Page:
The winter 2015 issue of the Journal of Economic Perspectives has what the editor hope is a final word on “The Economic Effects of Climate Change” by Richard S. J. Tol and the several errors therein.
In early 2014, the editors received a complaint pointing out errors in the paper: specifically, several estimates had not been accurately transferred from the original studies. In the Spring 2014 issue, we published a “Correction and Update: The Economic Effects of Climate Change” (vol. 28, no. 2, pp. 221–26) by Richard Tol. However, this version also contained errors that were soon pointed out by various researchers. The editors discussed the situation with Richard Tol and with outside reviewers at some length.Now followers of that little back and forth might want to do a bit of reading here at Rabett Run
A Statistical Analysis of Tol's Demon
and then there's physics
over there at Retraction Watch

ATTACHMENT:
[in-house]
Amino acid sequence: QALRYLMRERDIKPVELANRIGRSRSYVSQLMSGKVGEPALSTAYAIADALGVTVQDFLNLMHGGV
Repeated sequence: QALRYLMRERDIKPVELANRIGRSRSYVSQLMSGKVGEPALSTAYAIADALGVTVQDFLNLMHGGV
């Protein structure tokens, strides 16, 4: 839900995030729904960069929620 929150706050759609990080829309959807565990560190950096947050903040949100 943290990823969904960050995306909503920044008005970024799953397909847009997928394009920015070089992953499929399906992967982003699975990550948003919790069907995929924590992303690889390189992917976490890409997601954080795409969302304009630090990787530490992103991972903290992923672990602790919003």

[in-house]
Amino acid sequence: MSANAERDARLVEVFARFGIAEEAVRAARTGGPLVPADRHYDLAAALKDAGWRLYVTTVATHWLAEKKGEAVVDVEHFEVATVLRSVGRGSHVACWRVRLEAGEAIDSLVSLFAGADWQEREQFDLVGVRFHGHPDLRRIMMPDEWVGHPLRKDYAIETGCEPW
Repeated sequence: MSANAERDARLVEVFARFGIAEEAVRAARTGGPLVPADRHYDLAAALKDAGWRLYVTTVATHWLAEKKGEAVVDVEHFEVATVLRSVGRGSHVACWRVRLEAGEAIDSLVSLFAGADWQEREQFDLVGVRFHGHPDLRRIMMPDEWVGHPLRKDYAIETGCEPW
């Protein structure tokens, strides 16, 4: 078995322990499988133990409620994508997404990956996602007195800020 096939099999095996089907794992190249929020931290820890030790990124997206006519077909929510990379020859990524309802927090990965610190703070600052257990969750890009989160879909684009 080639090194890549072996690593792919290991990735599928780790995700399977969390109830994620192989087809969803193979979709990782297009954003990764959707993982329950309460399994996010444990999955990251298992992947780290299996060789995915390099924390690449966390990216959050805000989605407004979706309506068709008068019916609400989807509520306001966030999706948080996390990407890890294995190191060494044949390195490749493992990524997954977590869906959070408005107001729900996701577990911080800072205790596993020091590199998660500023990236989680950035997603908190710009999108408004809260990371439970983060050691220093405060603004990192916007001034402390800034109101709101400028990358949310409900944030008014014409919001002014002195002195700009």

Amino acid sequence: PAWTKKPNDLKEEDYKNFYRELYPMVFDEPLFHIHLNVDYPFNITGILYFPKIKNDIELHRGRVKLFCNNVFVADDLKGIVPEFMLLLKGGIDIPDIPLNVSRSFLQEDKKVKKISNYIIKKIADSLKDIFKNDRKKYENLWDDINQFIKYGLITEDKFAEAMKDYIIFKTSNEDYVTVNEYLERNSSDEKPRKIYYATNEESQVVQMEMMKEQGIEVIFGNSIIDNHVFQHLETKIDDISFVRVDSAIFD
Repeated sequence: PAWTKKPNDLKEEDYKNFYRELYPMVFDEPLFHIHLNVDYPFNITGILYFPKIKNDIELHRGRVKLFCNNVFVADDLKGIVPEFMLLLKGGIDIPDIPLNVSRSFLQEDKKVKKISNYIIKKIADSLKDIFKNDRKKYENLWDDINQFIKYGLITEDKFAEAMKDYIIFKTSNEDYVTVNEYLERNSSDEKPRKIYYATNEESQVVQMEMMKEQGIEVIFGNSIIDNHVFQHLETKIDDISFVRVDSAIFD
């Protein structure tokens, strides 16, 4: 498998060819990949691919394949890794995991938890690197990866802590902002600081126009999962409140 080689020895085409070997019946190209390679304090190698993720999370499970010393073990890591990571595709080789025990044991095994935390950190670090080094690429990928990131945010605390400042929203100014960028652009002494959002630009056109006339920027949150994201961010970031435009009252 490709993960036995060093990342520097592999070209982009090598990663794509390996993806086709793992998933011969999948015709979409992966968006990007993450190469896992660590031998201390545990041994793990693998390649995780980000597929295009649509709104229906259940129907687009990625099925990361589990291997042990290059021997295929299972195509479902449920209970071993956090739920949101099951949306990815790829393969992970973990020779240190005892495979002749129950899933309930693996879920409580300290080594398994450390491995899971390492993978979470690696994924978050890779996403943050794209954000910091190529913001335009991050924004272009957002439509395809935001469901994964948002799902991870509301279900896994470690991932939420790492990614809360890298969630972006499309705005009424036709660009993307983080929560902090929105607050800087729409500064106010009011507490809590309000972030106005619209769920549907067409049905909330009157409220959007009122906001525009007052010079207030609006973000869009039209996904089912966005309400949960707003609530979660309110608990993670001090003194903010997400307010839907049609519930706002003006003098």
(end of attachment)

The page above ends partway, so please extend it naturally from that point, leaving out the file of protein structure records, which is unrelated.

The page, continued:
Gremlins” caused errors in climate change paper showing gains from global warming
and whoa, certainly at Andrew Gelman's
Richard Tol's Gremlins Drive Iffy Policy Recommendations
A Whole Fleet of Gremlins
As Frank Ackerman pointed out in a scholarly matter, there is not much there in that figure with multiple numbers of the few points coming from the same models over a couple of decades.
Eli would have enjoyed listening in to the exchange of views at JEP, but the JEP editor has settled on using the figure appearing in the AR5
The original figure in the 2009 JEP article estimated a best-fit line passing through the points on this kind of figure, along with confidence intervals for that Figure 1 estimate. Given the differences across the studies as mentioned in the IPCC report, several outside reviewers involved in our editorial process expressed a concern that such estimates were not meaningful. As shown, the figure in the IPCC report does not seek to estimate a best-fit line or confidence intervals, but only offers a summary of the results from existing studies. Tol offers further discussion of the curve-fitting issues with this kind of data in “Bootstraps for Meta-Analysis with an Applicationto the Impact of Climate Change,” forthcoming in Computational Economics (doi: 10.1007/s10614-014-9448-5).